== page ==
Olympics - Alpine skiing: Shock ski gold plays havoc with Ledecka's day

  • Other Sport
  • Saturday, 17 Feb 2018

Alpine Skiing - Pyeongchang 2018 Winter Olympics - Women's Super-G - Jeongseon Alpine Centre - Pyeongchang, South Korea - February 17, 2018 - Ester Ledecka of Czech Republic reacts during the victory ceremony. REUTERS/Leonhard Foeger

PYEONGCHANG, South Korea (Reuters) - Ester Ledecka's day -- and probably her life -- had just taken a surreal turn.

The Czech, ranked 43rd this season in Alpine super-G, had expected to finish Saturday's ski race and head off quietly to practise for what she thought was her stronger Olympic event, on her snowboard.

Instead she found herself holding court before the world's media after winning the super-G by one-hundredth of a second to pull off one of the greatest shocks in Winter Olympic history.

"Till today I thought that I'm a better snowboarder," the 22-year-old told reporters.

"Actually I would rather go riding snowboard now. I don’t want to be rude -- you are all great -- but I didn’t really expect that I would be sitting here. I should have already had, like, three runs on snowboard now."

Asked why she was still wearing her ski goggles at a news conference, she explained: "Because I was not as prepared as the other girls that I would be at the (victory) ceremony, and I don’t have no make-up."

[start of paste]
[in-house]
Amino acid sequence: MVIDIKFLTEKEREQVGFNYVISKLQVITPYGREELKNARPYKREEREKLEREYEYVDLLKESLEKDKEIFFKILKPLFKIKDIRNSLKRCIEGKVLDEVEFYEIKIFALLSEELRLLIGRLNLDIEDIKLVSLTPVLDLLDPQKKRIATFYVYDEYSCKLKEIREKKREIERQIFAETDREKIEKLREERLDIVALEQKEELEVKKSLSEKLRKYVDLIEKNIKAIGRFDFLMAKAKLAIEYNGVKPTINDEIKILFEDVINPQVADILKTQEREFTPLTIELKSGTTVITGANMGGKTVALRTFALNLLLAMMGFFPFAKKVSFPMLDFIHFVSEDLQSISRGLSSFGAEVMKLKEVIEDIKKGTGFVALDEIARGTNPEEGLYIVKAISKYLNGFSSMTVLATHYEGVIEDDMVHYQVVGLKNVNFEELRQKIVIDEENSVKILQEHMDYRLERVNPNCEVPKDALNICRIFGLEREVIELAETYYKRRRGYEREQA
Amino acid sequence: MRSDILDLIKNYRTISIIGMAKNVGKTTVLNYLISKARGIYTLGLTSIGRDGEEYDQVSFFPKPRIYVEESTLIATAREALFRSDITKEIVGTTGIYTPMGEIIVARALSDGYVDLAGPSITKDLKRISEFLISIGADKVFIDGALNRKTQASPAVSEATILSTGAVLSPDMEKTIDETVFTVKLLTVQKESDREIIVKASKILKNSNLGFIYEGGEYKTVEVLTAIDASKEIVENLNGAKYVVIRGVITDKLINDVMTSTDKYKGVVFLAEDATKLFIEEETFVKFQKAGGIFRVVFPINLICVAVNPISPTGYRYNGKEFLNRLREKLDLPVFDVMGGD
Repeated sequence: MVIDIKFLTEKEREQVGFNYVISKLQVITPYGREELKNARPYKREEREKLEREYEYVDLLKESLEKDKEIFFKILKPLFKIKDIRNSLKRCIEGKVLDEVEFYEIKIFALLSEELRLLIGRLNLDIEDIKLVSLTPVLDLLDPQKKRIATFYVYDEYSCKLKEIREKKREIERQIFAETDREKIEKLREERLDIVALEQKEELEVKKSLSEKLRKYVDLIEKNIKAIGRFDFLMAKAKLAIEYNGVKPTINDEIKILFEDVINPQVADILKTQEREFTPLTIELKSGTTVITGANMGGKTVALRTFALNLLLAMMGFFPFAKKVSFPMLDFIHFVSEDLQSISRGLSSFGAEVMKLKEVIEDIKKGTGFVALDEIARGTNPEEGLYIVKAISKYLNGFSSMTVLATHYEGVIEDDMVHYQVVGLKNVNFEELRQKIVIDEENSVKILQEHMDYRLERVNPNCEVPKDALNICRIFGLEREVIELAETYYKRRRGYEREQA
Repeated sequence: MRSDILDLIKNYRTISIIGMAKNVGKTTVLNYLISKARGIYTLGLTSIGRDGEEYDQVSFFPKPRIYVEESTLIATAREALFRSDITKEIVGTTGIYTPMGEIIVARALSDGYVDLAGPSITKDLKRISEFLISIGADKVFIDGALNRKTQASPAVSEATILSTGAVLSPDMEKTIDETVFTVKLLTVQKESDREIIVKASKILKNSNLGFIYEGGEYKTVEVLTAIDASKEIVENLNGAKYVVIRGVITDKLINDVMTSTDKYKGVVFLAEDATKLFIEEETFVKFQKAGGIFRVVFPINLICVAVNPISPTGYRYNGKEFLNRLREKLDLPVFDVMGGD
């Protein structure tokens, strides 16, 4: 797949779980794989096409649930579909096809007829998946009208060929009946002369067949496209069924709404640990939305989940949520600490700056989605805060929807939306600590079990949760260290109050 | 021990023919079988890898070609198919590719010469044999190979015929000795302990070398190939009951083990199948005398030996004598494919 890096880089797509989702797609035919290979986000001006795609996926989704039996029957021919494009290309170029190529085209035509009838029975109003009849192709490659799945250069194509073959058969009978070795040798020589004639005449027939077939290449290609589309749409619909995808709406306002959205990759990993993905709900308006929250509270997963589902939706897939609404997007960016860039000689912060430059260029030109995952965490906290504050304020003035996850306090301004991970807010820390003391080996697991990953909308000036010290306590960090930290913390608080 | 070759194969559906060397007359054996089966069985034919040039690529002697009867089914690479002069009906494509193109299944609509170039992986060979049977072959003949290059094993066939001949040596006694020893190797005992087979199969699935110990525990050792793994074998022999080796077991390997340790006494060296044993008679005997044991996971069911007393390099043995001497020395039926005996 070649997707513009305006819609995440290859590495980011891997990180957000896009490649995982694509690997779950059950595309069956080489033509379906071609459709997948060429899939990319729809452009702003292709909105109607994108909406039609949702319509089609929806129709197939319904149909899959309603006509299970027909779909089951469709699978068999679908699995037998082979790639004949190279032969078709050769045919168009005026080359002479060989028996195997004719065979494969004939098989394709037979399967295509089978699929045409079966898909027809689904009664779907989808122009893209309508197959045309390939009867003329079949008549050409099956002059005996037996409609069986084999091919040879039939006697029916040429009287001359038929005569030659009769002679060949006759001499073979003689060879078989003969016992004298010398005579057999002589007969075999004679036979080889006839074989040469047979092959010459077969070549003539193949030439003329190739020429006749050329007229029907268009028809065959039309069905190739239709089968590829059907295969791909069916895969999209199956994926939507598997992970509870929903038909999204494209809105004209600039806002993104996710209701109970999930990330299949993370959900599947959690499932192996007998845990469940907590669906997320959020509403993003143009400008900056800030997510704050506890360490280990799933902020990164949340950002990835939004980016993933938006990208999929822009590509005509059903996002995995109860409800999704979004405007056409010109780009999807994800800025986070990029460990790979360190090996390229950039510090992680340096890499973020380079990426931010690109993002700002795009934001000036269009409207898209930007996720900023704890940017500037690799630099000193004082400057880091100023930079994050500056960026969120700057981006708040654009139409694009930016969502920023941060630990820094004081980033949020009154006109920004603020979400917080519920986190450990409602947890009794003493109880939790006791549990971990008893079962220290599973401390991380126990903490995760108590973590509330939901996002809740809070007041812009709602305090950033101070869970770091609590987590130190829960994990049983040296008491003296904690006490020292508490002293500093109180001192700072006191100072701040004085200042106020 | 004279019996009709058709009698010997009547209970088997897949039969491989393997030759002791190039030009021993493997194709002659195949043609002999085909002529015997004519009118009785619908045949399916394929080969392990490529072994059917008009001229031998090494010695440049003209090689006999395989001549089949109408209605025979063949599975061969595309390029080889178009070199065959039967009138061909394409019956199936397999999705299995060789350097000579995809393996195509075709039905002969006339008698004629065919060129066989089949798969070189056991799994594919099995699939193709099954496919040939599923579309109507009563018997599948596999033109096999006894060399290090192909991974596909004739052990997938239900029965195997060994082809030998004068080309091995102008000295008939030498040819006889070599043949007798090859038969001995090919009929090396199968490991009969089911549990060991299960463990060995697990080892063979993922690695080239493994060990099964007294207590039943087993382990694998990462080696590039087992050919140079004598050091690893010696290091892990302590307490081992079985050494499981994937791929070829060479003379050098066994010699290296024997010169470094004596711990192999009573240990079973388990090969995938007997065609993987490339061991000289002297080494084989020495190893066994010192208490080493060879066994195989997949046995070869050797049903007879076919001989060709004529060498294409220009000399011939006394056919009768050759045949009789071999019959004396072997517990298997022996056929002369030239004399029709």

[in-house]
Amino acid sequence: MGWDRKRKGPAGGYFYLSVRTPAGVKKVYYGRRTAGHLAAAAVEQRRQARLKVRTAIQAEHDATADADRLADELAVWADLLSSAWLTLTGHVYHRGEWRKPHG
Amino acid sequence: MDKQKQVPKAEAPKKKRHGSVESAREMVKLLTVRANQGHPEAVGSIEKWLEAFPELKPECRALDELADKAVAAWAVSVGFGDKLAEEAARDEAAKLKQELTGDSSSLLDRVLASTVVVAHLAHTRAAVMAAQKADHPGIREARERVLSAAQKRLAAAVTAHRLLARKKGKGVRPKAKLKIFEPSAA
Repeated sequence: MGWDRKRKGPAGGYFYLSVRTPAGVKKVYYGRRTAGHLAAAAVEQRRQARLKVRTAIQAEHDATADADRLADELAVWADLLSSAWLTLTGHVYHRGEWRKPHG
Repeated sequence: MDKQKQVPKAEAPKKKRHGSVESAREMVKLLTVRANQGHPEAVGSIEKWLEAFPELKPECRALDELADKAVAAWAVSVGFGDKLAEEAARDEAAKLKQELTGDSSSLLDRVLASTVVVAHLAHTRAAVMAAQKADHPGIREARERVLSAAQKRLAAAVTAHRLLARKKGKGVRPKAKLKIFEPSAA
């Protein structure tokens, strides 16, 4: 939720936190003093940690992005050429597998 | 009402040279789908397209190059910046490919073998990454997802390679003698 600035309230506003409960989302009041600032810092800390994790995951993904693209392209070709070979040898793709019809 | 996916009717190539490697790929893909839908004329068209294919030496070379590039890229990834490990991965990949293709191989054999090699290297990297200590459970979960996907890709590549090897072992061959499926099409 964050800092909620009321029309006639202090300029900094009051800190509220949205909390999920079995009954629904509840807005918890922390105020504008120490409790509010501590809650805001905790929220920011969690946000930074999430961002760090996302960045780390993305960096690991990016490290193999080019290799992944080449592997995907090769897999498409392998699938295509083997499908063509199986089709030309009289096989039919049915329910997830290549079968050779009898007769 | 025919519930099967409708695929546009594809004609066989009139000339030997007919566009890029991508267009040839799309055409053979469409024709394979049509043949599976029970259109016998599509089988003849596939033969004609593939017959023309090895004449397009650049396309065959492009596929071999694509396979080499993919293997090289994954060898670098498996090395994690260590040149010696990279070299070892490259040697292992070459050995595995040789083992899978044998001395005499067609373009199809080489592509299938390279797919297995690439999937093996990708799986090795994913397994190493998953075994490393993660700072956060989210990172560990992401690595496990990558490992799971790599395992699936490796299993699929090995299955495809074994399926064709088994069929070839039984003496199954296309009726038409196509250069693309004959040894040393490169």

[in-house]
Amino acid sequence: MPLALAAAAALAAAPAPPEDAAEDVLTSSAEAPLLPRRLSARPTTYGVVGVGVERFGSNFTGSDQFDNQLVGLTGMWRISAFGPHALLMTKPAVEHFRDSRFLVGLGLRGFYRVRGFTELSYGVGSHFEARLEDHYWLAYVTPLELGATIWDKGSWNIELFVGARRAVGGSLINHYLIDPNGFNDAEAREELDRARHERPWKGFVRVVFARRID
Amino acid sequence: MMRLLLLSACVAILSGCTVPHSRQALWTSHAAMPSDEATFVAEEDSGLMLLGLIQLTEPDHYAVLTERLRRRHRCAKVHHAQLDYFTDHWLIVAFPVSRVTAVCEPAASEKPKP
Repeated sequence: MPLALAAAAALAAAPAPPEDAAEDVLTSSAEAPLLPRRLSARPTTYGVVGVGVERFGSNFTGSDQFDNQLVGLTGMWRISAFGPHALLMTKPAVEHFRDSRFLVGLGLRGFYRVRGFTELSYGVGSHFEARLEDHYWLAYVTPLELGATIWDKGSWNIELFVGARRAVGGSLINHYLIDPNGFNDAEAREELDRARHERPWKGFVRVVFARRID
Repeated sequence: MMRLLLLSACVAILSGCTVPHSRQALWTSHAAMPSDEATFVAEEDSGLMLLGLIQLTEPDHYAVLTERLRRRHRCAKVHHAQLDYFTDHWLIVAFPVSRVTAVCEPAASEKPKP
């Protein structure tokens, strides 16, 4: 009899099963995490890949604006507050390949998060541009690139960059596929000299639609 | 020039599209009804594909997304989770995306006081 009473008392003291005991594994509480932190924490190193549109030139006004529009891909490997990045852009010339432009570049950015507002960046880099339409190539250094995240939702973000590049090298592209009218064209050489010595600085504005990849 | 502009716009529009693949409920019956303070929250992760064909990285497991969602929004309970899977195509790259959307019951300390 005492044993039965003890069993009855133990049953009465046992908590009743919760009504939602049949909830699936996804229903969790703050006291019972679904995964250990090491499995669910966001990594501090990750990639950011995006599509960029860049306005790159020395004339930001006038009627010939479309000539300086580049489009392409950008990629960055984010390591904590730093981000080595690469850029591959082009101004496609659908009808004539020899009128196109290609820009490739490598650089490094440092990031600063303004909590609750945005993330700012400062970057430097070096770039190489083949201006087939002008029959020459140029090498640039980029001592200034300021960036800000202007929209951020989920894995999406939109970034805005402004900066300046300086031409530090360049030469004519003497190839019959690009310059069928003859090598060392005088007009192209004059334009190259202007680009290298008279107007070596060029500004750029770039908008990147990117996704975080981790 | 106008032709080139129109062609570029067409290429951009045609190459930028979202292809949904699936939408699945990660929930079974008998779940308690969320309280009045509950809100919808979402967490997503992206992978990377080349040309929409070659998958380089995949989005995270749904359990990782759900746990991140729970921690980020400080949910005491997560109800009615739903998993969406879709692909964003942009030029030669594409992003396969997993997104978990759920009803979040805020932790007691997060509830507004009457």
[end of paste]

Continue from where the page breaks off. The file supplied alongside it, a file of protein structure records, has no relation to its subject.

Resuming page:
Though she won the 2017 world championship in parallel giant slalom snowboard, Ledecka was until now seen only as a second-tier skier. The very fact of becoming the first person to compete in both disciplines at an Olympic Games seemed remarkable enough.

With all the pre-race super-G favourites starting in positions 1-20, Austrian Anna Veith took a seat in the leader's chair at the foot of the course after her run and was taking phone calls as she prepared to celebrate her second successive Olympic win in the event.

Then Ledecka, drawn 26th, began her run -- unspectacular at first but gathering pace and drawing a roaring crescendo from the crowd as she ripped up the lower half of the course to usurp the shell-shocked Veith.

The Czech looked stunned at the finish, and told reporters later that it had not felt like an especially brilliant run, saying: "I thought I was doing a lot of mistakes."

Ledecka now faces a quandary over whether to stick to her original plan and concentrate on the snowboarding, or think about going in the women's downhill Alpine ski race on Wednesday.

"Maybe my skiing coach will be a little bit pushy after today."

(Editing by Clare Fallon)

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